The government has published its much-delayed Clean Air Strategy, which includes commitments to cut emissions from wood stoves and the farming sector.
However, other than reaffirming their pledge to ban the sale of new petrol and diesel cars from 2040, the 109-page document includes little in the way of detail regarding transport, as they say the UK is already going further than ‘almost every other’ European nation in tackling emissions from cars.
The government hope that the number of people living above the WHO guideline level of 10 μg/m3 will be reduced by 50% by 2025 due to the measures outlined in the strategy as well as saving the NHS £1.7bn a year by 2020, rising to £5.3bn a year from 2030.
Launching the strategy this morning (January 14), Environment Secretary Michael Gove said: ”While air pollution may conjure images of traffic jams and exhaust fumes, transport is only one part of the story and the new strategy sets out the important role all of us – across all sectors of work and society – can play in reducing emissions and cleaning up our air to protect our health.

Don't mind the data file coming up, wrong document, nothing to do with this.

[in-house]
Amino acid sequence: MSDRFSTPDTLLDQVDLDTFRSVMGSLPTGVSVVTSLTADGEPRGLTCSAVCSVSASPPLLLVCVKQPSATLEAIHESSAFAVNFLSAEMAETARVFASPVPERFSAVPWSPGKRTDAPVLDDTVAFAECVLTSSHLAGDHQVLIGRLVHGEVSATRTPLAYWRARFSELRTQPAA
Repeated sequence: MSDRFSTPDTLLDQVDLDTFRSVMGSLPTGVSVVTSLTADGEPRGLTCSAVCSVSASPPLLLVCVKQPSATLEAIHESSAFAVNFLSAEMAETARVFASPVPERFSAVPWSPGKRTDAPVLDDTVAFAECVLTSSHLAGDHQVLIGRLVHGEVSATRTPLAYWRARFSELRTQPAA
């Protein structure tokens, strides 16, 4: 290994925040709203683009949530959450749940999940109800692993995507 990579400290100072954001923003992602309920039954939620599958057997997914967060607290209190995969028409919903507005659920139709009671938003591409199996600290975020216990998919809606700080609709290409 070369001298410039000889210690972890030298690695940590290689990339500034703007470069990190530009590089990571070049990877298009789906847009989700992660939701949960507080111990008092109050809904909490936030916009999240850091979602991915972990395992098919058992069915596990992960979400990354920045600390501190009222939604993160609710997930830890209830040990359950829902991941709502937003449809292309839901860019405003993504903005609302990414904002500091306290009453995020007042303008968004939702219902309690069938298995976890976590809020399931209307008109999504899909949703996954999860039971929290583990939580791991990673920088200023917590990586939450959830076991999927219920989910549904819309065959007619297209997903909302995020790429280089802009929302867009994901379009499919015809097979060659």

‘We must take strong, urgent action. Our ambitious strategy includes new targets, new powers for local government and confirms that our forthcoming Environment Bill will include new primary legislation on air quality.’”